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4.3.5 Subsequent applications

icon for subsequent applications

A former applicant may lodge a new asylum application when their situation has changed or new circumstances have arisen. Lodging a new application has however sometimes been used by applicants to prevent or delay a return decision. When an applicant makes a subsequent application without presenting new evidence or arguments, it would be disproportionate to oblige a Member State to carry out a new, full examination.

In these cases, a Member State has the possibility to dismiss an application as inadmissible in accordance with the res judicata principle (that the matter has been decided on its merits and cannot be litigated again between the same parties). When an application is not examined in accordance with the Dublin III Regulation, a Member State is not required to examine whether the applicant qualifies for international protection as the application is already considered to be inadmissible after a preliminary examination pursuant to the recast APD.

Similar to admissibility procedures, in 2022 jurisprudence influenced the procedural framework of subsequent applications. As mentioned earlier, the CJEU ruled that a Member State may not consider an application as a subsequent one after a first application was rejected in Denmark (see Sections 2.6 and 4.3.3).

The Turku Regional Administrative Court in Finland ruled on the scope of people who can submit an appeal against a subsequent application and concluded in this case that the spouse of the applicant does not have a right to appeal.

The Dutch Council of State assessed the concept of new evidence in subsequent applications. It confirmed that the analysis of a report should be considered as separate evidence, thus if the authorities considered only the report itself, the analysis should be considered as new. The council also noted that the authorities cannot reject evidence arguing that it could have been introduced sooner, as outlined in the recast APD, Article 40(4). This provision applies only if a Member State transposed it in national law, and this was not the case for the Netherlands.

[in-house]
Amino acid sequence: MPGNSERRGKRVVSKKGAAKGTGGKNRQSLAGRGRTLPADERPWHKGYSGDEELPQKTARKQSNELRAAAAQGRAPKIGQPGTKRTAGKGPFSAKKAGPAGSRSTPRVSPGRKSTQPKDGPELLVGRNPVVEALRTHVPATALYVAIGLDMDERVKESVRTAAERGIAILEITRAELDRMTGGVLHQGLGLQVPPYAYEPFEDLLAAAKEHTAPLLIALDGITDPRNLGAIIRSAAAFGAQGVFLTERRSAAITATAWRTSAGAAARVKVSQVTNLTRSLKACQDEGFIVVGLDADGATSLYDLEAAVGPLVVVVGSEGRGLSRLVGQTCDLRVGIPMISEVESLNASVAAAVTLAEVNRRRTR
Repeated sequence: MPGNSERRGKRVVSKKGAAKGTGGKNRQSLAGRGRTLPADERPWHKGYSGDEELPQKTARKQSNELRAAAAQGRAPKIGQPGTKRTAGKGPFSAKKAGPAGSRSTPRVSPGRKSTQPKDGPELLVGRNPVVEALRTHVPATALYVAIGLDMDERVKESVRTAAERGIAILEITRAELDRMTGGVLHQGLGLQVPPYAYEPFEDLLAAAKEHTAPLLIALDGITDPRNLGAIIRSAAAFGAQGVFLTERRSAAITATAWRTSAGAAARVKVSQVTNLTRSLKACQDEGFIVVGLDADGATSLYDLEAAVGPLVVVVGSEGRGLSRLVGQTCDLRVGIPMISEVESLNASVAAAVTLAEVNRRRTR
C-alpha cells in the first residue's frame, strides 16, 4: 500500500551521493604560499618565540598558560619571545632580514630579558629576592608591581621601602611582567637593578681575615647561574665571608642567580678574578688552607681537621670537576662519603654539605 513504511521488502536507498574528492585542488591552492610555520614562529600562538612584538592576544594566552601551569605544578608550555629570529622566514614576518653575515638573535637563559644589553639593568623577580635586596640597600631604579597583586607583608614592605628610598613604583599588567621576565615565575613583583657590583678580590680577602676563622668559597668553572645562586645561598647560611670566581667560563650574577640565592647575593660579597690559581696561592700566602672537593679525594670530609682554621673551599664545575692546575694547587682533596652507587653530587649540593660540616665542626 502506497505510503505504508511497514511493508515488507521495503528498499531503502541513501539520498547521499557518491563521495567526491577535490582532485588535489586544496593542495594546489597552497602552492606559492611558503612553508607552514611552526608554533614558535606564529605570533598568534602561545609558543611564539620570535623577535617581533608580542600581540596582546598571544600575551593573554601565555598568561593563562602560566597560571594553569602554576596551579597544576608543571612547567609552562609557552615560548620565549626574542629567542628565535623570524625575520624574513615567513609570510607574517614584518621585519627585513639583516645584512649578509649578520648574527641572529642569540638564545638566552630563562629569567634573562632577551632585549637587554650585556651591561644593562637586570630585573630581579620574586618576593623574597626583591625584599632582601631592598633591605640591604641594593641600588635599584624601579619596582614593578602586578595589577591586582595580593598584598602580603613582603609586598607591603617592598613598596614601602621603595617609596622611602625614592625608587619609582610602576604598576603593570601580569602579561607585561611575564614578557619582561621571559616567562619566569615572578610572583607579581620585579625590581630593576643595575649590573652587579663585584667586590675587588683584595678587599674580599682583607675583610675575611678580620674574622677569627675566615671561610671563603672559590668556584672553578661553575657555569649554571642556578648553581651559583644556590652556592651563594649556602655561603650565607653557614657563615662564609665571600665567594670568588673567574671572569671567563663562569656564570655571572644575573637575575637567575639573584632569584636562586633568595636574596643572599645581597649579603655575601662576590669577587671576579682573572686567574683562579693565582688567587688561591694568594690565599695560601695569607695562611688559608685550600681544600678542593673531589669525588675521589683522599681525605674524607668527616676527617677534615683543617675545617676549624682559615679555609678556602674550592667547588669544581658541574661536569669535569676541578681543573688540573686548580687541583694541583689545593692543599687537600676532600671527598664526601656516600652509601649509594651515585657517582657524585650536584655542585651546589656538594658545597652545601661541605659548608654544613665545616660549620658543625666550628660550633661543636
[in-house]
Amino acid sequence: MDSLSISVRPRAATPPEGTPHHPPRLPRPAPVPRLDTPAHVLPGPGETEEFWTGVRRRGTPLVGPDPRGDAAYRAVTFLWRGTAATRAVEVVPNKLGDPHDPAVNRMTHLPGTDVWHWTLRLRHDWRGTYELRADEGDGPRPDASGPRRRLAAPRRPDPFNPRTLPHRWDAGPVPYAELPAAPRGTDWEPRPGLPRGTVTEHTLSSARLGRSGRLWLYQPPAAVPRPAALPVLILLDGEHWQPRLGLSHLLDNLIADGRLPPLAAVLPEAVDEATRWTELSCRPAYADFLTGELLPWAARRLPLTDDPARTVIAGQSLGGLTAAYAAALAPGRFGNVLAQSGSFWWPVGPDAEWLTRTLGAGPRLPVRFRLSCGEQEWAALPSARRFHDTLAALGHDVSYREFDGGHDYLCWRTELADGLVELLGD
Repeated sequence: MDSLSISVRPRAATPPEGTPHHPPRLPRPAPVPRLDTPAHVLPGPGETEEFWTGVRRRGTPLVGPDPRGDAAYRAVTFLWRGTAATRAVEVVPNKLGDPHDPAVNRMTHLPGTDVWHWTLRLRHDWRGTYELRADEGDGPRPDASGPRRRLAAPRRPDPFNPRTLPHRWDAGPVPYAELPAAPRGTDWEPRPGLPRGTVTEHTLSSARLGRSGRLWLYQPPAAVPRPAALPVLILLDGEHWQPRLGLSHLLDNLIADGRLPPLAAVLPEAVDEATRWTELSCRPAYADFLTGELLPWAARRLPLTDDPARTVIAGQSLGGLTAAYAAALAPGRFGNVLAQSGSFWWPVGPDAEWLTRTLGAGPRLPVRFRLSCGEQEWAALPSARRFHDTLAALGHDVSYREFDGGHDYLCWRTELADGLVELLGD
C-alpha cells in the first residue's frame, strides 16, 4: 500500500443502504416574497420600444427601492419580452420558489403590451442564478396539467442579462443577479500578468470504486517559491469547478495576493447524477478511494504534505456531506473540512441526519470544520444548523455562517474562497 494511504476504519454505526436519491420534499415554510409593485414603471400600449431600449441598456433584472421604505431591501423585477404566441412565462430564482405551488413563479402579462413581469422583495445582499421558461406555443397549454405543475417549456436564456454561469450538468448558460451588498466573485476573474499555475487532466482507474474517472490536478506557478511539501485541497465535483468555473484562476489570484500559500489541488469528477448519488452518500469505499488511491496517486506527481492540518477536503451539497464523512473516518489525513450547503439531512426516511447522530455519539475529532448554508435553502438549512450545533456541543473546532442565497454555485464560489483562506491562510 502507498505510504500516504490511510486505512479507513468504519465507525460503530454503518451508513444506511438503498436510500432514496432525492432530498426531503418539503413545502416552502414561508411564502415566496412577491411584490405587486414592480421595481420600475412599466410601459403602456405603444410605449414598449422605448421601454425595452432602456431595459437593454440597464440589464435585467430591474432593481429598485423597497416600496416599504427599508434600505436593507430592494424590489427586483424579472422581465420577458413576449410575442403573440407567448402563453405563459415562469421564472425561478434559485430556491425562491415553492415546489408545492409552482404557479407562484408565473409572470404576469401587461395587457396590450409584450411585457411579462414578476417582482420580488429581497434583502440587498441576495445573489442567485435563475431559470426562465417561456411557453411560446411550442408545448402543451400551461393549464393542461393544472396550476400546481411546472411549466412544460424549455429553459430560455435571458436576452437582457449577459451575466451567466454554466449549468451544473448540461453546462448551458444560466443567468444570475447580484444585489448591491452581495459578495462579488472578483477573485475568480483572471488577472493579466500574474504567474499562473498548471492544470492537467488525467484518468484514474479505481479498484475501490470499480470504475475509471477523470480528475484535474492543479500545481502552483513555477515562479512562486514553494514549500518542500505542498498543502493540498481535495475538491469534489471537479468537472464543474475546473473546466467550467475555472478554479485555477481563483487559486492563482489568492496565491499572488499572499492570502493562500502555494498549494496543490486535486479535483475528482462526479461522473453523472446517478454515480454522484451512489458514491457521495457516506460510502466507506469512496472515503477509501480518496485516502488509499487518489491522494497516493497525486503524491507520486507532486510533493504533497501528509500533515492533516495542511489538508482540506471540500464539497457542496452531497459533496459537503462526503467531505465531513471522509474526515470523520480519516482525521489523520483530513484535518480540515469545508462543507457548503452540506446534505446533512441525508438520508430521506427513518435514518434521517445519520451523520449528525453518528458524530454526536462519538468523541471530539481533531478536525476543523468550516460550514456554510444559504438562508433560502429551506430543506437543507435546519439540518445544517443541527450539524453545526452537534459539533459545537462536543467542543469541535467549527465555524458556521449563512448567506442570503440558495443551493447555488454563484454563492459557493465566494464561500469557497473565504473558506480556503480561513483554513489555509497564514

The Czech Supreme Administrative Court considered the subsequent application of a Ukrainian national and concluded that the case should be reconsidered as a result of Russia’s invasion of Ukraine. The court also noted that it cannot be presumed that the applicant is entitled to temporary protection, as he arrived long before the beginning of the war.

A report by Equal Rights Beyond Borders, HIAS Greece and Refugee Support Aegean highlighted that the Greek authorities did not accept as a new element and did not declare subsequent applications admissible when readmission to Türkiye was not plausible. Health concerns or risk of torture or violence in the country of origin had also been seen to be dismissed as non-substantial new elements. The report underlined that a judicial review was still pending at the Greek Council of State, assessing a measure from September 2021 which required asylum applicants to pay a EUR 100 fee for a second and further subsequent applications.Equal Rights Beyond Borders, HIAS Greece, & Refugee Support Aegean. (September 2022). The State of the Border Procedure on the Greek Islands.…